It is also essential to recognize the adverse effects associated with carbidopa/levodopa combinations. In addition to dyskinetic movements, there are reports of psychiatric problems, autonomic dysfunction, and sensory/pain symptoms with levodopa use. These non-motor symptoms range from euphoric mood, hallucinations, and worsening cognition, to poor thermoregulation, dysphagia, and peripheral neuropathy, and can vary depending on the “on/off” fluctuations of levodopa.
Carbidopa alone has few contraindications; however, because its administration is always in combination with levodopa, it shares the same risks. Because of limited data, carbidopa should not be used in those under 18 years old and should be avoided in pregnancy. It is contraindicated to give carbidopa/levodopa capsules along with nonselective monoamine oxidase inhibitors due to a risk of hypertension. These include but are not limited to phenelzine, isocarboxazid, and tranylcypromine. Any nonselective MAO inhibitor should be stopped at least two weeks prior to beginning treatment with carbidopa/levodopa.
The use of carbidopa alone does not call for any specific monitoring. The monitoring of all PD patients for motor symptoms is necessary for creating drug schedules that are in alignment with disease progression. Co-prescribing carbidopa/levodopa with specific drugs may require monitoring for potential adverse effects. Using carbidopa/levodopa with selective MAO-B inhibitors and certain antihypertensives poses a risk for postural hypotension and should be monitored appropriately. Additionally, concomitant use with tricyclic antidepressants may have some association with hypertension and dyskinesias.
There is little data to suggest a possibility for or symptoms of carbidopa toxicity. However, reported data indicate that carbidopa/levodopa intestinal gel infusion can cause significant damage to small nerve fibers leading to pain and sensory discomfort.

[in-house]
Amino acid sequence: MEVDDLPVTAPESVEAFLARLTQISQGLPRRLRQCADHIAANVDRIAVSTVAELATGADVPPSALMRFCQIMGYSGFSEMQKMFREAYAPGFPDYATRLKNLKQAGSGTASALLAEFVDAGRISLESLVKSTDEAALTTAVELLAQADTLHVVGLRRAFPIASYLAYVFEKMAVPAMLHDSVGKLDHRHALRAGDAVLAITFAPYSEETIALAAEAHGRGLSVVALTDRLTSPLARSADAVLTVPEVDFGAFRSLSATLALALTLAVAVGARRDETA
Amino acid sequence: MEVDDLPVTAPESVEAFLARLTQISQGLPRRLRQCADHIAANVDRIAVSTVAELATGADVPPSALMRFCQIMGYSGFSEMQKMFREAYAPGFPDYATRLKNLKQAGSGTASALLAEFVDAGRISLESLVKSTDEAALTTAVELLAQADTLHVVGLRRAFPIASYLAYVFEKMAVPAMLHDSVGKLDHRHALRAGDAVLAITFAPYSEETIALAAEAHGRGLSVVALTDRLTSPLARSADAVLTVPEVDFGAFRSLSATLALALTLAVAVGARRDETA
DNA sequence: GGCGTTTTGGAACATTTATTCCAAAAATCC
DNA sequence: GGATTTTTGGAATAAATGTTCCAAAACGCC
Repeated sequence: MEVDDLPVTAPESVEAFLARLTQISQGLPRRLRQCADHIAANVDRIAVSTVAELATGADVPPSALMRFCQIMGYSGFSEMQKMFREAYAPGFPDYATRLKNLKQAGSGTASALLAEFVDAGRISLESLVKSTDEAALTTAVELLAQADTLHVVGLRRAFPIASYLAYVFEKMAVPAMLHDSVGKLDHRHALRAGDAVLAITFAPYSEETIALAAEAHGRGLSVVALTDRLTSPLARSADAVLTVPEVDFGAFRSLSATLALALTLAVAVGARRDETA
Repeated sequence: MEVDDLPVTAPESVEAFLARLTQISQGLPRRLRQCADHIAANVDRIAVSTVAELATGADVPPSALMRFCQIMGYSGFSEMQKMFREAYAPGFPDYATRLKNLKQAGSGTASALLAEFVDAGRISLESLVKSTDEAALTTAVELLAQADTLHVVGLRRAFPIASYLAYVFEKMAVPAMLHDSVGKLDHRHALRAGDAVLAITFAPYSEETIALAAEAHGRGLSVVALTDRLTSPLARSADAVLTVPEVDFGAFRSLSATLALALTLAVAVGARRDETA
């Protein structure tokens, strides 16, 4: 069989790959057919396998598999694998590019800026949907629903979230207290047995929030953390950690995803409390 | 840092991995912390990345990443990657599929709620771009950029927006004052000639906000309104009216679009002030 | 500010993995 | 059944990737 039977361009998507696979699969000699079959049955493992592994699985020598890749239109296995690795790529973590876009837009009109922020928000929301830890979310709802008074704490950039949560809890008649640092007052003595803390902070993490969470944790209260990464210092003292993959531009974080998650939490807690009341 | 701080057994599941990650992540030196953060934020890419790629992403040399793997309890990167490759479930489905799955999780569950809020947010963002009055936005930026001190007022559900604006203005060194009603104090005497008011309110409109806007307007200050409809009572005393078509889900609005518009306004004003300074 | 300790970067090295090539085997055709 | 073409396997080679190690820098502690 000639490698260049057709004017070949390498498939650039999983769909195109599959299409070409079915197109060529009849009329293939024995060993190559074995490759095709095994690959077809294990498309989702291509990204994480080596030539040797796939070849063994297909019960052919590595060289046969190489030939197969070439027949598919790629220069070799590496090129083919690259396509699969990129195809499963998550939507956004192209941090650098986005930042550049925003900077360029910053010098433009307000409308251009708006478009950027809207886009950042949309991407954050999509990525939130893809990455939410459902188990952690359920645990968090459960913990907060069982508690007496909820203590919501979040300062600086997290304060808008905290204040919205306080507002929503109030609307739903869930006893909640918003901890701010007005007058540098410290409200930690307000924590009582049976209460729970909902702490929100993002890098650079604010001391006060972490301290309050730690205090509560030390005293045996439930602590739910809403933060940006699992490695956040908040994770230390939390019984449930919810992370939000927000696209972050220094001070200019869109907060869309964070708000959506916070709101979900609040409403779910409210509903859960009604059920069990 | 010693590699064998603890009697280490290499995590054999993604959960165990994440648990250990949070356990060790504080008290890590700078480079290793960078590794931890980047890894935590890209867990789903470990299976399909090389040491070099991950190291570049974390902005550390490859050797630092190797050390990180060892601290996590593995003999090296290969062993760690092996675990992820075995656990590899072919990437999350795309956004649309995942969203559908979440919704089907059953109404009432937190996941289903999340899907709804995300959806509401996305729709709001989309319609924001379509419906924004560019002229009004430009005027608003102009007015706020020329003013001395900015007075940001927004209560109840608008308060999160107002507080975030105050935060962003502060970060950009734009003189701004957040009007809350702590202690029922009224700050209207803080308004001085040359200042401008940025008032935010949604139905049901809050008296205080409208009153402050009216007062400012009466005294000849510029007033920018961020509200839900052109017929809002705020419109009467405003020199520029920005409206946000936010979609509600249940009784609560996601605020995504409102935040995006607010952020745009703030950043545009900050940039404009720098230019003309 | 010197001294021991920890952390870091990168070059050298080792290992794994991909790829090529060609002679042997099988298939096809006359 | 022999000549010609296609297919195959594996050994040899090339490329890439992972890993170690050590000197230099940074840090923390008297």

sIt is important to understand the indications and use of carbidopa along with levodopa for the treatment of Parkinson’s disease and parkinsonism motor symptoms. Determining patient-specific formulations and dosage is key to its effective use. Carbidopa can decrease peripheral side effects and lower the effective dose of levodopa, but it is essential to be able to recognize adverse effects and toxicity to adjust dosages and medication combinations as needed.
Carbidopa/levodopa is among the most effective medical treatments for PD patients, but because of the “on/off” fluctuations and wearing off that occurs, it is often reserved for later in the disease course. For example, a patient may be started on an MAO-B inhibitor for early disease symptoms and transitioned to a dopamine agonist once there is noticeable functional impairment. When additional therapy is required, carbidopa/levodopa is a therapeutic option. From that point, determining the proper administration methods and drug combinations are crucial to providing the patient with the most effective care. This is where the prescriber would do well to have a pharmacist consult, particularly with a board-certified pharmacotherapy specialist, who can guide agent selection, dosing, and counsel the patient on adverse events and side effects. It is also relevant to note that when medicine alone is not enough to control symptoms, deep brain stimulation can be another option. As an interprofessional health care team, it is crucial to understand treatment algorithms and allow patients to know their options, particularly as their disease progresses, which is why interprofessional collaboration and communication are vital to optimal patient outcomes. [Level 5]